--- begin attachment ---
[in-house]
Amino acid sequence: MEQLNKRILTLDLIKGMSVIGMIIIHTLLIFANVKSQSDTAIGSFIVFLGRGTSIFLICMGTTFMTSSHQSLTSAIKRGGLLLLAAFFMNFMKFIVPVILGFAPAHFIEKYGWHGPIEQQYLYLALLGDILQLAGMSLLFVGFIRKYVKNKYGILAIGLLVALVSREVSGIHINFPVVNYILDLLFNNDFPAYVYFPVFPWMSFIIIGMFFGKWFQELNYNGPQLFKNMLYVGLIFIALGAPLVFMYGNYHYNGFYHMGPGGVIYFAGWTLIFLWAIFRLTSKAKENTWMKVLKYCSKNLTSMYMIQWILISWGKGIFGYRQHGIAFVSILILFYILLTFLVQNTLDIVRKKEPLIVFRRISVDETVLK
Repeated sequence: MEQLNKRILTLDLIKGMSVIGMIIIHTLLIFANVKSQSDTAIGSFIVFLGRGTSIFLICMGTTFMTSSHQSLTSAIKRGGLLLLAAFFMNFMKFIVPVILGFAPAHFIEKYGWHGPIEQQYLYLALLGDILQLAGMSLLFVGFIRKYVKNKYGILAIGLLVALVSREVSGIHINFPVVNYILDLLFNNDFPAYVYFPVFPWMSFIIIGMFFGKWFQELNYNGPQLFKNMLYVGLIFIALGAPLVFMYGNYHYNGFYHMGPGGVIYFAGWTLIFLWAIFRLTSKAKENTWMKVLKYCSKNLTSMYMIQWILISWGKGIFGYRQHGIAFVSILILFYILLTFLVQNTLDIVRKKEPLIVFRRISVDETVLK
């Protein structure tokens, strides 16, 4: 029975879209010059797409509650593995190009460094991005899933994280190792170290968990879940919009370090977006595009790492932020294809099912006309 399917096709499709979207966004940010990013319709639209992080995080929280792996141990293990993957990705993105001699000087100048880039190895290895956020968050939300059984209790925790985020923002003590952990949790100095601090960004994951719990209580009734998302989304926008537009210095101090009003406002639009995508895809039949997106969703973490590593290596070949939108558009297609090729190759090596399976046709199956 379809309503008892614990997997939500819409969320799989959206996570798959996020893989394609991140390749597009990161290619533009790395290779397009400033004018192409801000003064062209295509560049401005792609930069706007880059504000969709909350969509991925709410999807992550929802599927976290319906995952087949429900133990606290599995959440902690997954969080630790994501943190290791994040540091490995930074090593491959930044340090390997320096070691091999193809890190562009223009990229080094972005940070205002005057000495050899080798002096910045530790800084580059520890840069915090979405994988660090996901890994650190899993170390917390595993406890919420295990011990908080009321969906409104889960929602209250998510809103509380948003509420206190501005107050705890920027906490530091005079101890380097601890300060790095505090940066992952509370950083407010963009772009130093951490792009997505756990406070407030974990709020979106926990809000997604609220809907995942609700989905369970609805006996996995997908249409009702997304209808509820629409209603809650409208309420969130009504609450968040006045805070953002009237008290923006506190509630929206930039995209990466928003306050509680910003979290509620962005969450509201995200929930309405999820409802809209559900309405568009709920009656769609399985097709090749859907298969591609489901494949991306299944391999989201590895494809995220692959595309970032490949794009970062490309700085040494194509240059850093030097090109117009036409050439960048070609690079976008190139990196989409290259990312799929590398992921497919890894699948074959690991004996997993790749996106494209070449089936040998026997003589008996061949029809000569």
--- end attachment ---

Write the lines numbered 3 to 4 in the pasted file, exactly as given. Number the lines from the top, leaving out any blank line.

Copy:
Repeated sequence: MEQLNKRILTLDLIKGMSVIGMIIIHTLLIFANVKSQSDTAIGSFIVFLGRGTSIFLICMGTTFMTSSHQSLTSAIKRGGLLLLAAFFMNFMKFIVPVILGFAPAHFIEKYGWHGPIEQQYLYLALLGDILQLAGMSLLFVGFIRKYVKNKYGILAIGLLVALVSREVSGIHINFPVVNYILDLLFNNDFPAYVYFPVFPWMSFIIIGMFFGKWFQELNYNGPQLFKNMLYVGLIFIALGAPLVFMYGNYHYNGFYHMGPGGVIYFAGWTLIFLWAIFRLTSKAKENTWMKVLKYCSKNLTSMYMIQWILISWGKGIFGYRQHGIAFVSILILFYILLTFLVQNTLDIVRKKEPLIVFRRISVDETVLK
């Protein structure tokens, strides 16, 4: 029975879209010059797409509650593995190009460094991005899933994280190792170290968990879940919009370090977006595009790492932020294809099912006309 399917096709499709979207966004940010990013319709639209992080995080929280792996141990293990993957990705993105001699000087100048880039190895290895956020968050939300059984209790925790985020923002003590952990949790100095601090960004994951719990209580009734998302989304926008537009210095101090009003406002639009995508895809039949997106969703973490590593290596070949939108558009297609090729190759090596399976046709199956 379809309503008892614990997997939500819409969320799989959206996570798959996020893989394609991140390749597009990161290619533009790395290779397009400033004018192409801000003064062209295509560049401005792609930069706007880059504000969709909350969509991925709410999807992550929802599927976290319906995952087949429900133990606290599995959440902690997954969080630790994501943190290791994040540091490995930074090593491959930044340090390997320096070691091999193809890190562009223009990229080094972005940070205002005057000495050899080798002096910045530790800084580059520890840069915090979405994988660090996901890994650190899993170390917390595993406890919420295990011990908080009321969906409104889960929602209250998510809103509380948003509420206190501005107050705890920027906490530091005079101890380097601890300060790095505090940066992952509370950083407010963009772009130093951490792009997505756990406070407030974990709020979106926990809000997604609220809907995942609700989905369970609805006996996995997908249409009702997304209808509820629409209603809650409208309420969130009504609450968040006045805070953002009237008290923006506190509630929206930039995209990466928003306050509680910003979290509620962005969450509201995200929930309405999820409802809209559900309405568009709920009656769609399985097709090749859907298969591609489901494949991306299944391999989201590895494809995220692959595309970032490949794009970062490309700085040494194509240059850093030097090109117009036409050439960048070609690079976008190139990196989409290259990312799929590398992921497919890894699948074959690991004996997993790749996106494209070449089936040998026997003589008996061949029809000569």